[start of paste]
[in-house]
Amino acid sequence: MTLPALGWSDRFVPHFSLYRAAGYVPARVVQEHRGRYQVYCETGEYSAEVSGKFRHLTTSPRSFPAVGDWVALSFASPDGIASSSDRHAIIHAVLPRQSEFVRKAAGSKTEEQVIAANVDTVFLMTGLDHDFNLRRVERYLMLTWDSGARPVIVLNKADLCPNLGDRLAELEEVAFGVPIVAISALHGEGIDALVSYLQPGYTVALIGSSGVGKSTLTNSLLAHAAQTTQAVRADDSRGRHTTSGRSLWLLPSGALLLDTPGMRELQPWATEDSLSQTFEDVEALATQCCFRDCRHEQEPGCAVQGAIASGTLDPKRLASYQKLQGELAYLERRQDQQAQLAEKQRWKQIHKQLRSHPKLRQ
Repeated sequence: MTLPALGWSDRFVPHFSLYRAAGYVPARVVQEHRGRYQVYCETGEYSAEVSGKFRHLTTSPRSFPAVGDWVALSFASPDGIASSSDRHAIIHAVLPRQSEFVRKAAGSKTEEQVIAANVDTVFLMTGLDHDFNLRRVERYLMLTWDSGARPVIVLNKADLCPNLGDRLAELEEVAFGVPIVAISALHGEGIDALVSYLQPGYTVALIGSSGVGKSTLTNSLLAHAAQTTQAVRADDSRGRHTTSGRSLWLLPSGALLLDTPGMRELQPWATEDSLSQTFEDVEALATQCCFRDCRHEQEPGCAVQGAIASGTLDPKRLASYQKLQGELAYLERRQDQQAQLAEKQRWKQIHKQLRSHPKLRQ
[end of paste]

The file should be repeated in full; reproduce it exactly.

[in-house]
Amino acid sequence: MTLPALGWSDRFVPHFSLYRAAGYVPARVVQEHRGRYQVYCETGEYSAEVSGKFRHLTTSPRSFPAVGDWVALSFASPDGIASSSDRHAIIHAVLPRQSEFVRKAAGSKTEEQVIAANVDTVFLMTGLDHDFNLRRVERYLMLTWDSGARPVIVLNKADLCPNLGDRLAELEEVAFGVPIVAISALHGEGIDALVSYLQPGYTVALIGSSGVGKSTLTNSLLAHAAQTTQAVRADDSRGRHTTSGRSLWLLPSGALLLDTPGMRELQPWATEDSLSQTFEDVEALATQCCFRDCRHEQEPGCAVQGAIASGTLDPKRLASYQKLQGELAYLERRQDQQAQLAEKQRWKQIHKQLRSHPKLRQ
Repeated sequence: MTLPALGWSDRFVPHFSLYRAAGYVPARVVQEHRGRYQVYCETGEYSAEVSGKFRHLTTSPRSFPAVGDWVALSFASPDGIASSSDRHAIIHAVLPRQSEFVRKAAGSKTEEQVIAANVDTVFLMTGLDHDFNLRRVERYLMLTWDSGARPVIVLNKADLCPNLGDRLAELEEVAFGVPIVAISALHGEGIDALVSYLQPGYTVALIGSSGVGKSTLTNSLLAHAAQTTQAVRADDSRGRHTTSGRSLWLLPSGALLLDTPGMRELQPWATEDSLSQTFEDVEALATQCCFRDCRHEQEPGCAVQGAIASGTLDPKRLASYQKLQGELAYLERRQDQQAQLAEKQRWKQIHKQLRSHPKLRQ